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Call for Papers for La Pintura For this issue we have a fine article on Garrick Mallery by our good friend and distinguished member Dr. Fred E. Coy, Jr. ARARA members would love to read about your new rock art discovery, recording project, or new idea for interpretation. La Pintura needs members to submit articles on current research or fieldwork. Doing so will make La Pintura a better journal. Editorial guidelines can be found on the inside back cover of every issue. Do You Have a Friend Who Would Like to be a Member? The strength of ARARA lies in its membership. If you know of someone who would like to become a member of ARARA, give your friend the membership form found in this issue of La Pintura. International Newsletter on Rock Art I NORA--The International Newsletter on Rock Art, edited by Jean Clottes and published in French and English three times a year (February, June, November)--is available to ARARA members for $18 a year. Subscribe through ARARA and save the $10 French bank charge. The 32-page newsletter contains the latest international rock art news. To subscribe, send a check for $18 made out to ARARA to: Donna Gillette 1642 Tiber Court San Jose CA 95138 Phone: (408) 223-2243 e-mail: [email protected] La Pintura is the official newsletter of the American Rock Art Research Association. ARARA is not affiliated with the University of Arizona or the Arizona State Museum, which provides mailing facilities as a courtesy to the Association. Editorial offices of La Pintura are located at 8153 Cinderella Pl., Lemon Grove, CA 91945-3000. Subscription to this publication is a benefit of membership in ARARA.
ARARA Addresses ARARA has several addresses. To get the most timely response, please send your inquiry to the right place. Membership For all Membership matters, including new and renewal memberships (see full information on ARARA memberships on inside back cover), replacement of undelivered issues of La Pintura, and corrections or changes in membership information and addresses, contact: ARARA Membership Arizona State Museum University of Arizona Box 210026 Tucson, AZ 85721-0026 1 (888) 668-0052 Fax 1 (888) 668-0052 attn: Sharon Urban e-mail: [email protected] La Pintura Editorial Matters For editorial matters relating to La Pintura, including letters and articles for publication (see guidelines on inside back cover), contact: La Pintura Ken Hedges, Editor 8153 Cinderella Place Lemon Grove, CA 91945-3000 e-mail: [email protected] To submit items for our Notes from Here & There column, contact: Tony and Rebecca O'Gorman e-mail: [email protected] Archive, Library, Book Orders For information on the ARARA Archive, Library, and publications available for sale, contact: ARARA Archive Deer Valley Rock Art Center P.O. Box 41998 Phoenix, AZ 85080-1998 Phone (623) 582-8007 e-mail: [email protected]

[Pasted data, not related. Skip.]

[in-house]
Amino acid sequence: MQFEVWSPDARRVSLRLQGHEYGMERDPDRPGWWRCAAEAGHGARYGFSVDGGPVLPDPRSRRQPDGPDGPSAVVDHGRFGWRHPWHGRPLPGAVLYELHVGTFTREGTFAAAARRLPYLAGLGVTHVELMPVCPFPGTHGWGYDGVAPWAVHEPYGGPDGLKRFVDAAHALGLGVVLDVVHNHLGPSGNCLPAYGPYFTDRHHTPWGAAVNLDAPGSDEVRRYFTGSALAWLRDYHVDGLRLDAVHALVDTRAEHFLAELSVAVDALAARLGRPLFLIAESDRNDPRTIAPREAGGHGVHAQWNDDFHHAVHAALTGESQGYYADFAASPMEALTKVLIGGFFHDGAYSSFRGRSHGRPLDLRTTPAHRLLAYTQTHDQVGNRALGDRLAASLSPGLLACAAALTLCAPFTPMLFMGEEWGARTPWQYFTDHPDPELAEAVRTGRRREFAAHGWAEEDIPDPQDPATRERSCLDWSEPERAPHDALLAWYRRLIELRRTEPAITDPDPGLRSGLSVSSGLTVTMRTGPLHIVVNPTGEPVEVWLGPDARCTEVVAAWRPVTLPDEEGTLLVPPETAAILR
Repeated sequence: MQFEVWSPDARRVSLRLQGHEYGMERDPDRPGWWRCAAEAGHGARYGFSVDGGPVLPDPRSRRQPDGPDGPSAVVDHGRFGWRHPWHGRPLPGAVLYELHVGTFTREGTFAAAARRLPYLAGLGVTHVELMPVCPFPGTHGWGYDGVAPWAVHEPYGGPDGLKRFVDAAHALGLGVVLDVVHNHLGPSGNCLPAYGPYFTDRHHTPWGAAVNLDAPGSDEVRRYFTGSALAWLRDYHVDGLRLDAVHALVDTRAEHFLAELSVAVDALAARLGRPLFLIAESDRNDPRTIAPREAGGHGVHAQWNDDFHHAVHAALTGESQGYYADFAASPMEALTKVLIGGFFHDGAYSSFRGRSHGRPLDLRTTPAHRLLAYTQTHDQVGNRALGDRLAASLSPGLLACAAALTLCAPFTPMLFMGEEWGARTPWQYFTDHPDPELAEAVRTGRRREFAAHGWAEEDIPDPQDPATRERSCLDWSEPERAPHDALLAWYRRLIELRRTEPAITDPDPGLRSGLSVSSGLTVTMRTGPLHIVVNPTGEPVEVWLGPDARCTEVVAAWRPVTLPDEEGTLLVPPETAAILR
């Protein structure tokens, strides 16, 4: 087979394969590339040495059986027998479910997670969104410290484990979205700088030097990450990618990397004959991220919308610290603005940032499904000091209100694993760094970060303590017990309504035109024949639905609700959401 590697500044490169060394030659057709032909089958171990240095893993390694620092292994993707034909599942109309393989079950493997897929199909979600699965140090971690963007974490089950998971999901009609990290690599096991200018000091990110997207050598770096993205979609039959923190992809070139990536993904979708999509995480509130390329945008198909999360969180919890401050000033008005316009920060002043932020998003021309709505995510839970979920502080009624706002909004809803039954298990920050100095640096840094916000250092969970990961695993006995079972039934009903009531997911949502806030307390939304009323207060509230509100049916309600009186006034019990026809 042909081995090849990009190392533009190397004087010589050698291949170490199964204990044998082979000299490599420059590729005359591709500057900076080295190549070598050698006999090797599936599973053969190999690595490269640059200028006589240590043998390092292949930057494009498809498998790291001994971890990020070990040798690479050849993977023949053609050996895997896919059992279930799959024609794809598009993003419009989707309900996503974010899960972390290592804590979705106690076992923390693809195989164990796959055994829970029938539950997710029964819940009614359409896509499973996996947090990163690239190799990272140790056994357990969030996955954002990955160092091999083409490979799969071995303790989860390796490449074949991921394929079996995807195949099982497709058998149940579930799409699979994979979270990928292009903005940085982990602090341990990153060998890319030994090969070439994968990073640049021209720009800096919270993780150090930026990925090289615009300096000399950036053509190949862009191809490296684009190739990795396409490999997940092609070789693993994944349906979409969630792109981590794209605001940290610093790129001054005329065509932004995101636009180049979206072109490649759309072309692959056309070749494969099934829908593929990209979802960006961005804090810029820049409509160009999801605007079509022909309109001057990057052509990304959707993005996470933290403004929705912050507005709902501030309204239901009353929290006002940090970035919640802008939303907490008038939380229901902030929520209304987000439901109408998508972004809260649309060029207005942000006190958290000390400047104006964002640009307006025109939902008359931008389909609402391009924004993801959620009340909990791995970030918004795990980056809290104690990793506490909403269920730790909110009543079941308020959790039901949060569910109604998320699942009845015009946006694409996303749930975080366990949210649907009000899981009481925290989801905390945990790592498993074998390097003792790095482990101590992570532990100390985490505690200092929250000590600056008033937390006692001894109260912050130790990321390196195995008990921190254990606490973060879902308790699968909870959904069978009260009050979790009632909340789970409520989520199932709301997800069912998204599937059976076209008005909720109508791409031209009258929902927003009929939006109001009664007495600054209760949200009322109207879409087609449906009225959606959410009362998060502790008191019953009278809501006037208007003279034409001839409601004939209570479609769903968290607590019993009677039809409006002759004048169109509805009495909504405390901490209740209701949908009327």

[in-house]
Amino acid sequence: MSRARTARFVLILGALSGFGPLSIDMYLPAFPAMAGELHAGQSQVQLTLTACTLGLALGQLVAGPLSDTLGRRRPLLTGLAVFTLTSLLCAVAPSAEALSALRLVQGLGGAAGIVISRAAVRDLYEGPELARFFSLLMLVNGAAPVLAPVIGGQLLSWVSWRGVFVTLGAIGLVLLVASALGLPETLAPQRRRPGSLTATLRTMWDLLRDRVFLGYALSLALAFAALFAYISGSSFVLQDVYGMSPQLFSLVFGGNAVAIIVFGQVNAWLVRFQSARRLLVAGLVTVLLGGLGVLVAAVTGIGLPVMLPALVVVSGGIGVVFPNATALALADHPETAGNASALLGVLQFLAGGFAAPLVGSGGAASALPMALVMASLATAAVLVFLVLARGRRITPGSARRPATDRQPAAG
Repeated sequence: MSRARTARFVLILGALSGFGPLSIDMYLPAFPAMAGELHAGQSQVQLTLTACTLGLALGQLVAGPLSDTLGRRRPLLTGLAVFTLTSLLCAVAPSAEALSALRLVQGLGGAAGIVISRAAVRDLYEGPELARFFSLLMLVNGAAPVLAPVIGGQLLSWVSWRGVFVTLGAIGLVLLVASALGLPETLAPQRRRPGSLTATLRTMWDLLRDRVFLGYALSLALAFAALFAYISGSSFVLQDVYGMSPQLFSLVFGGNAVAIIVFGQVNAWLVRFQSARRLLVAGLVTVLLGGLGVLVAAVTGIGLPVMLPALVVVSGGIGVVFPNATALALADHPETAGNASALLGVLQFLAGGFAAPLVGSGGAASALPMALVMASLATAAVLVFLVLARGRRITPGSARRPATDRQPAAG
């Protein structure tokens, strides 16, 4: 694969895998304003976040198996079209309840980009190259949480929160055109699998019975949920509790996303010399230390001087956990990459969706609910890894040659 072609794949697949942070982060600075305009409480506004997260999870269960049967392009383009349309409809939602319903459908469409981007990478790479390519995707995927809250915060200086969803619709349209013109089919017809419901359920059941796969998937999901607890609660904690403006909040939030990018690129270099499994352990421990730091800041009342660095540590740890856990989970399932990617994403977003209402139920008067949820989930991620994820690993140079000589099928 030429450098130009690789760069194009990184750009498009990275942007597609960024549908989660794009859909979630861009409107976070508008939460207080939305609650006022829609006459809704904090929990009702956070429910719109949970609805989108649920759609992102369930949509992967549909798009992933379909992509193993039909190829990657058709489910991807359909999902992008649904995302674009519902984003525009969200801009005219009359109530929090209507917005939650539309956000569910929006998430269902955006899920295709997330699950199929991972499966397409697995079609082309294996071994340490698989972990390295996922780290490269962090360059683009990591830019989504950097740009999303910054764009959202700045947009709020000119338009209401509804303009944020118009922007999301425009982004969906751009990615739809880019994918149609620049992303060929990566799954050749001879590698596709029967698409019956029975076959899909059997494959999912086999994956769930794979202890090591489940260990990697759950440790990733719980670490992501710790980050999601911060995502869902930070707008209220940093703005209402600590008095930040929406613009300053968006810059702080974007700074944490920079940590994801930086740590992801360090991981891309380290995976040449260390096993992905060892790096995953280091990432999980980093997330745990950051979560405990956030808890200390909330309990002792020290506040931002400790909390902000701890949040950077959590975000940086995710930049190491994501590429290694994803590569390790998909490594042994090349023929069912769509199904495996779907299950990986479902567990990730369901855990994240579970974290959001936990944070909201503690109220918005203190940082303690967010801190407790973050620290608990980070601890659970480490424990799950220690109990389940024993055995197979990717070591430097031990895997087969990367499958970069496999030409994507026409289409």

15 La Pintura December 2003
The American Rock Art Research Association is a non-profit organization dedicated to encourage and to advance research in the field of rock art. Association members work for the protection and preservation of rock art sites through cooperative action with private landowners and appropriate state and federal agencies. The Association strives to promote non-destructive utilization of rock art for scientific, educational, and artistic purposes. This is accomplished through a wide-ranging program to inform and educate the members as well as the general public regarding the rock art heritage of the United States as well as worldwide. These goals are comunicated through the quarterly newsletter, La Pintura. Annual three-day conferences give both members and others interested in rock art the opportunity to share professional papers, slide presentations, and informal discussions. Membership in the American Rock Art Research Association is open to all with an active interest in research, non-destructive use, and preservation of rock art, regardless of their nationality or country of residence. Membership fees are: Donor . . . . . . . . . . . . . . . . . . . . . . . . . . $100.00 Sustaining . . . . . . . . . . . . . . . . . . . . . . . . $40.00 Family . . . . . . . . . . . . . . . . . . . . . . . . . . . $30.00 Individual . . . . . . . . . . . . . . . . . . . . . . . . . $20.00 Student* . . . . . . . . . . . . . . . . . . . . . . . . . $15.00 *Student rate requires photocopy of current student ID. Foreign members please add $5.00 for Canada/Mexico, $10 for other countries. Membership runs from July 1 through June 30 of each year. The Association is concerned primarily with American rock art, but membership is international in scope. Benefits include La Pintura, reduced conference fees, and current news in the field of rock art. More importantly, membership means a shared con-cern for the ongoing conservation and preservation of one of the most significant elements of our heritage. Send memberships to: ARARA Membership Arizona State Museum University of Arizona Box 210026 Tucson, AZ 85721-0026 Phone (888) 668-0052, Fax (888) 668-0052 (attn: Sharon Urban) e-mail: [email protected]